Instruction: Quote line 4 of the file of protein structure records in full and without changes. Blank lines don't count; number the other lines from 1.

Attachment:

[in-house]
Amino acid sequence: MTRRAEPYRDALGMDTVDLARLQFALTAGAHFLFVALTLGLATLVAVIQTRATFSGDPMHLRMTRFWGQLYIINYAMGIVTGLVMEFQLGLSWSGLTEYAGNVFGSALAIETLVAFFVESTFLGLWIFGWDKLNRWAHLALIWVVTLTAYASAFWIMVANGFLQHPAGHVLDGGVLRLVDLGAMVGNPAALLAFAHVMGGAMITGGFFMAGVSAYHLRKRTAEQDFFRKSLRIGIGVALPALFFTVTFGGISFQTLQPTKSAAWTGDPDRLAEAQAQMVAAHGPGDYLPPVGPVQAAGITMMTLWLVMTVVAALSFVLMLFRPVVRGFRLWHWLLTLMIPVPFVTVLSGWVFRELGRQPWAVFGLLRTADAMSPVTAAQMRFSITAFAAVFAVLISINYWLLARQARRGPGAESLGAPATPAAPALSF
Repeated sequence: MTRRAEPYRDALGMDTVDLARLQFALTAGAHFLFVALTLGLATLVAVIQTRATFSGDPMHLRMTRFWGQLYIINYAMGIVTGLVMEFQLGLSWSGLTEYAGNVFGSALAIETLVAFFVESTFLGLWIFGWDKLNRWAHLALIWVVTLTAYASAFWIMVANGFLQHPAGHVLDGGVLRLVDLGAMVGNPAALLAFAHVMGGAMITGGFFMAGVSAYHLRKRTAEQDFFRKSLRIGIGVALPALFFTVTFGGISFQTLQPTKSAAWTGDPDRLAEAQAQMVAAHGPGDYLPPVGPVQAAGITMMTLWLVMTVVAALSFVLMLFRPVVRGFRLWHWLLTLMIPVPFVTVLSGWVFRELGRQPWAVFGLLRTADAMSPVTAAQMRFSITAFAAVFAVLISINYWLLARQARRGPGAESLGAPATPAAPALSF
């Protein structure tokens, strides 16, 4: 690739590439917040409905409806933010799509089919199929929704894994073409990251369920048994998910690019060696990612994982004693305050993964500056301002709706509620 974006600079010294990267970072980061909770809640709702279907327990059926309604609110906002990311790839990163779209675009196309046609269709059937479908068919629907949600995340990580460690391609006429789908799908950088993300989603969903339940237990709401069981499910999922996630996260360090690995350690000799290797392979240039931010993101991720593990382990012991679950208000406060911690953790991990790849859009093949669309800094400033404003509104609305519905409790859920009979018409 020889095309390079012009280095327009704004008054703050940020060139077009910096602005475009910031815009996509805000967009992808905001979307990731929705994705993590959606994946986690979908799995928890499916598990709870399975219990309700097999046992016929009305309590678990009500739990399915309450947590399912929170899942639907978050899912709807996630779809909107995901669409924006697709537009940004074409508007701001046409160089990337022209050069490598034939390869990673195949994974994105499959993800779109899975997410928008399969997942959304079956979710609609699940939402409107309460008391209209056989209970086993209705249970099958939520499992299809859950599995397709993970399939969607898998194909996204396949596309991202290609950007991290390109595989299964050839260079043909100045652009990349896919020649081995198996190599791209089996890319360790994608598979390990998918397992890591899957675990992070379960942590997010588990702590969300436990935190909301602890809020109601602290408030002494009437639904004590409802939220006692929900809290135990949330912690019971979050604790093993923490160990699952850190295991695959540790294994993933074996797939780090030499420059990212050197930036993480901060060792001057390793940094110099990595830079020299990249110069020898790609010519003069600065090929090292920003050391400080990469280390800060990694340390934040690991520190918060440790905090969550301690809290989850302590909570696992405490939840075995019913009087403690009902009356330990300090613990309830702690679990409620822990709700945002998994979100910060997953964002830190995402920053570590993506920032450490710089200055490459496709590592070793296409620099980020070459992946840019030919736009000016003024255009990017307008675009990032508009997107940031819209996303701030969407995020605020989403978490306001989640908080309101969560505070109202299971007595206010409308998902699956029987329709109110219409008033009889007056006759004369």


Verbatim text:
């Protein structure tokens, strides 16, 4: 690739590439917040409905409806933010799509089919199929929704894994073409990251369920048994998910690019060696990612994982004693305050993964500056301002709706509620 974006600079010294990267970072980061909770809640709702279907327990059926309604609110906002990311790839990163779209675009196309046609269709059937479908068919629907949600995340990580460690391609006429789908799908950088993300989603969903339940237990709401069981499910999922996630996260360090690995350690000799290797392979240039931010993101991720593990382990012991679950208000406060911690953790991990790849859009093949669309800094400033404003509104609305519905409790859920009979018409 020889095309390079012009280095327009704004008054703050940020060139077009910096602005475009910031815009996509805000967009992808905001979307990731929705994705993590959606994946986690979908799995928890499916598990709870399975219990309700097999046992016929009305309590678990009500739990399915309450947590399912929170899942639907978050899912709807996630779809909107995901669409924006697709537009940004074409508007701001046409160089990337022209050069490598034939390869990673195949994974994105499959993800779109899975997410928008399969997942959304079956979710609609699940939402409107309460008391209209056989209970086993209705249970099958939520499992299809859950599995397709993970399939969607898998194909996204396949596309991202290609950007991290390109595989299964050839260079043909100045652009990349896919020649081995198996190599791209089996890319360790994608598979390990998918397992890591899957675990992070379960942590997010588990702590969300436990935190909301602890809020109601602290408030002494009437639904004590409802939220006692929900809290135990949330912690019971979050604790093993923490160990699952850190295991695959540790294994993933074996797939780090030499420059990212050197930036993480901060060792001057390793940094110099990595830079020299990249110069020898790609010519003069600065090929090292920003050391400080990469280390800060990694340390934040690991520190918060440790905090969550301690809290989850302590909570696992405490939840075995019913009087403690009902009356330990300090613990309830702690679990409620822990709700945002998994979100910060997953964002830190995402920053570590993506920032450490710089200055490459496709590592070793296409620099980020070459992946840019030919736009000016003024255009990017307008675009990032508009997107940031819209996303701030969407995020605020989403978490306001989640908080309101969560505070109202299971007595206010409308998902699956029987329709109110219409008033009889007056006759004369």